- The Washington Times - Sunday, April 3, 2005

Dennis Pluchinsky, a former terrorism analyst at the U.S. State Department, has joined the TranSecur Global Security Information Service as a senior threat analyst.

TranSecur is a privately owned business in Potomac that provides security analysis of conditions around the world for private corporations.

Mr. Pluchinsky, 56, who joined the group in January, is analyzing and interpreting data related to the al Qaeda terrorist organization. He said he plans to focus on the group as a movement and not just as an organization, which can be challenging because movements typically lack a “corporate mind-set.”

“When you’re looking at a movement, there’s no central leadership [and] there’s no structure,” he said.

Among the biggest global security threats, apart from terrorism, are labor disputes, government instability and diseases such as severe acute respiratory syndrome, or SARS, Mr. Pluchinsky said.

Before joining TranSecur, Mr. Pluchinsky studied al Qaeda’s “tactical tendencies” in the Bureau of Diplomatic Security’s Office of Intelligence and Threat Analysis at the State Department.

During his 28 years at the State Department, he studied security issues in Western Europe, Eastern Europe and the former Soviet Union. He also served as the division chief for the Middle East, South Asia, East Asia and Pacific regions.

The main challenge facing the intelligence community is increasing communication between entities that gather data and the entities that create and implement solutions based on that data, Mr. Pluchinsky said.

Skills he acquired at the State Department, including deciphering information, understanding the operational mind-sets of terrorist groups and pinpointing potential terrorist targets, are useful in his job, Mr. Pluchinsky said.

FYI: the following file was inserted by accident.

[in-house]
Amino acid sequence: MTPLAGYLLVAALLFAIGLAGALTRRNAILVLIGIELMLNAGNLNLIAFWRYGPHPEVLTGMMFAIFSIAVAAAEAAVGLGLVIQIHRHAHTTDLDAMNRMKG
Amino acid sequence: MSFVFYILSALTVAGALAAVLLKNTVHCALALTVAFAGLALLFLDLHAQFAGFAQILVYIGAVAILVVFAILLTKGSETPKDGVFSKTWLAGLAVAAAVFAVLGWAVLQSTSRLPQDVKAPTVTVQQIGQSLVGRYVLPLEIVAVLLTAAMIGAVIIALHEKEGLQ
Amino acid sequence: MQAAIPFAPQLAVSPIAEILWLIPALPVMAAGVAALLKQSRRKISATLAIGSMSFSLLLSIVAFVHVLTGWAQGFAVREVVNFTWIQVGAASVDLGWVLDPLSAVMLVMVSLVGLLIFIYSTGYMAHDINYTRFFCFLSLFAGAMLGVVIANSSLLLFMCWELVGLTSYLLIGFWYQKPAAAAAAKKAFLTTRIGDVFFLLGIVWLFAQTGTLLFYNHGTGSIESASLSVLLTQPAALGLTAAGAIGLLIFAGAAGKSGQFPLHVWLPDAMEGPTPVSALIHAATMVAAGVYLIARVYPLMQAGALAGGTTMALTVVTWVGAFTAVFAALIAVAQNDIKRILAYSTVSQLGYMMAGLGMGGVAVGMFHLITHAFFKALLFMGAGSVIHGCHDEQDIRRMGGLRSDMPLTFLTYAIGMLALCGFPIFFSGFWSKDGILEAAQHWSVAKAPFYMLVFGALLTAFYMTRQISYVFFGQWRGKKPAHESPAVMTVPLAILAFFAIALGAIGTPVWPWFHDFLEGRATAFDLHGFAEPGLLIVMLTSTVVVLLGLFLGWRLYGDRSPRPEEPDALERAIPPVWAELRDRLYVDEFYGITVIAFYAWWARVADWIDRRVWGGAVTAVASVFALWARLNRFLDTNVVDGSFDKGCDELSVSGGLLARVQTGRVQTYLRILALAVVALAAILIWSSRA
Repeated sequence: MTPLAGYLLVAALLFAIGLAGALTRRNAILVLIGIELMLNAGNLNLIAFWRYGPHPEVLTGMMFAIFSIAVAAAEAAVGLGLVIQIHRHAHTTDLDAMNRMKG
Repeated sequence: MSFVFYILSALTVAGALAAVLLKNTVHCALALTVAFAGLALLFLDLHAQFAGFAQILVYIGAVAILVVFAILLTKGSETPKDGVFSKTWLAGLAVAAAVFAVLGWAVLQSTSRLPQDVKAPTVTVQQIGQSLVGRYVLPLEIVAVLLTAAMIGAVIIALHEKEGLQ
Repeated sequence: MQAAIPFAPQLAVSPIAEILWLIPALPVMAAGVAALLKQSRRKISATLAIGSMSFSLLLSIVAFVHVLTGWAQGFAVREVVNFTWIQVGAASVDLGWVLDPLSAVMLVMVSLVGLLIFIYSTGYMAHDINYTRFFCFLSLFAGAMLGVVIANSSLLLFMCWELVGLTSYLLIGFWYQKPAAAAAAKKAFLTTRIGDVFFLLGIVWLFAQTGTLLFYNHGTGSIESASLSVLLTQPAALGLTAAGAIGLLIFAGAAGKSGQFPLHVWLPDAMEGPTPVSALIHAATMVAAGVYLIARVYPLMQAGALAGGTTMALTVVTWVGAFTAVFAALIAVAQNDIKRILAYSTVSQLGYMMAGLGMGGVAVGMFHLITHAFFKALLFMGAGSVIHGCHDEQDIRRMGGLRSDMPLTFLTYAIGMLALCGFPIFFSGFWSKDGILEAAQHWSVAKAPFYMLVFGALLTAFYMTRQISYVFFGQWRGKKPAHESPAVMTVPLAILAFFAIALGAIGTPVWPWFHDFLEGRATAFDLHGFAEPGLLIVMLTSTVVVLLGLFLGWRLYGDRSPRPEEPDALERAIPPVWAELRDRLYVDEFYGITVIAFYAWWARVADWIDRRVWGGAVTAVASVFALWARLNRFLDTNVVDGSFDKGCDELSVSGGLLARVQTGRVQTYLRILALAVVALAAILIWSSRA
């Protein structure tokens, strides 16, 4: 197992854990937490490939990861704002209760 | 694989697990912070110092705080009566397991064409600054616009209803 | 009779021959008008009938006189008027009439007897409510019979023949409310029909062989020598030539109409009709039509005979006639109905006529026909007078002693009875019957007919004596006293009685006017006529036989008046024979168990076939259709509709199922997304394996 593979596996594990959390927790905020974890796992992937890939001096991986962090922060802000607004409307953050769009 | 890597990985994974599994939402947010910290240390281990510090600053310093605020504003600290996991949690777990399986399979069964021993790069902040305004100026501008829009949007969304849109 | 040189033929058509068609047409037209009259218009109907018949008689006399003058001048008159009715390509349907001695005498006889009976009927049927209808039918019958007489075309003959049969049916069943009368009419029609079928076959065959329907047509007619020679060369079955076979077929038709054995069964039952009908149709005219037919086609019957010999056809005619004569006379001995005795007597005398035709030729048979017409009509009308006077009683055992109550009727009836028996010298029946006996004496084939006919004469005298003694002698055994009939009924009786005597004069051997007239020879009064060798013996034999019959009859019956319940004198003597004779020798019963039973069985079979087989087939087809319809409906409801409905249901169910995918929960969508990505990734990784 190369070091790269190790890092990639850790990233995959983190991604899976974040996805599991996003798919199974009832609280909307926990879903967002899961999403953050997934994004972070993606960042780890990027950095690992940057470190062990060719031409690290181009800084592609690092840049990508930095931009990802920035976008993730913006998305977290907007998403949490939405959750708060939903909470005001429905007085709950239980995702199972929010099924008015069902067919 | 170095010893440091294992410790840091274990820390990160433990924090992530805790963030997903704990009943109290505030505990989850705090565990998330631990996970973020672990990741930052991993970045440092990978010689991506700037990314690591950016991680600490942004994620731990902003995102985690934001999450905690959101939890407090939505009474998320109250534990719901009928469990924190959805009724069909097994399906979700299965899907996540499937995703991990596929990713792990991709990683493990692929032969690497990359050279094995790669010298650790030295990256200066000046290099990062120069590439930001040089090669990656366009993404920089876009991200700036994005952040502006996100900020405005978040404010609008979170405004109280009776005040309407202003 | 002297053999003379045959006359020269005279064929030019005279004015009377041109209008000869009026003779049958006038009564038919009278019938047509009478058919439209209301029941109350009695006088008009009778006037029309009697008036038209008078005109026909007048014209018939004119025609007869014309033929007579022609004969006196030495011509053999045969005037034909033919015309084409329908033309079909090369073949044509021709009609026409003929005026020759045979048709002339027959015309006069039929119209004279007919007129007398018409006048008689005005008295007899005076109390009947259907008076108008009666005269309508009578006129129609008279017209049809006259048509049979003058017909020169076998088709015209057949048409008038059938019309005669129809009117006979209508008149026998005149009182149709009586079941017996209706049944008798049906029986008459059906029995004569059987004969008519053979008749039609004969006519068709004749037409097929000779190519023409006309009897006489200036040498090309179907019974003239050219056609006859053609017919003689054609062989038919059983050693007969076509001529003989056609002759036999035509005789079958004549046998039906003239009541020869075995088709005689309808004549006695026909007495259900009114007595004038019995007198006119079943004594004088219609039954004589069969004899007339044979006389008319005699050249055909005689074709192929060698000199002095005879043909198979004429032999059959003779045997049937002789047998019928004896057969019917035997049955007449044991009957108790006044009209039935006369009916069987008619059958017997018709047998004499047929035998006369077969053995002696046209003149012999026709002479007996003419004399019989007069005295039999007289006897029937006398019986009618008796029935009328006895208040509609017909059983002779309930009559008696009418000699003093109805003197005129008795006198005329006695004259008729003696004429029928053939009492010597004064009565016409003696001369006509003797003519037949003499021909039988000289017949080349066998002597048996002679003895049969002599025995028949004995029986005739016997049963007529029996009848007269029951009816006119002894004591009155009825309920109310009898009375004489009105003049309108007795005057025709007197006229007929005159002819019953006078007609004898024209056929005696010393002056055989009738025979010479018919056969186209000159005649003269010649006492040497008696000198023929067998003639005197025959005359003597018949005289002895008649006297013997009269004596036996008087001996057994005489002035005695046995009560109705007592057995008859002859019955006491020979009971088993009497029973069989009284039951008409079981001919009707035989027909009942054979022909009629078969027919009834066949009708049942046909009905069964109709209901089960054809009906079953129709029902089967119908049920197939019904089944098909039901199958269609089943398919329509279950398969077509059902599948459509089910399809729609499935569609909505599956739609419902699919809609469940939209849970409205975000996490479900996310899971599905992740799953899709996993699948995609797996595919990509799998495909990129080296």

Mr. Pluchinsky is “bringing tremendous experience” and “a brilliant analytical mind” to TranSecur, said President and Chief Executive Officer Noel Koch.

Mr. Koch is the former director of special planning for the U.S. Defense Department, which is how he met Mr. Pluchinsky in 1981.

“He’s dedicated to his work,” Mr. Koch said of Mr. Pluchinsky. “He’s not a wannabe. He’s one of the people in the business who really understands the business.”

Mr. Pluchinsky teaches a course on terrorism at area universities, including James Madison University, George Washington University, George Mason University and Mary Washington College. He is also a contributing editor to the international journal Studies in Conflict and Terrorism.

Mr. Pluchinsky and his wife live in Northern Virginia and have two children.

Andrew Johnson

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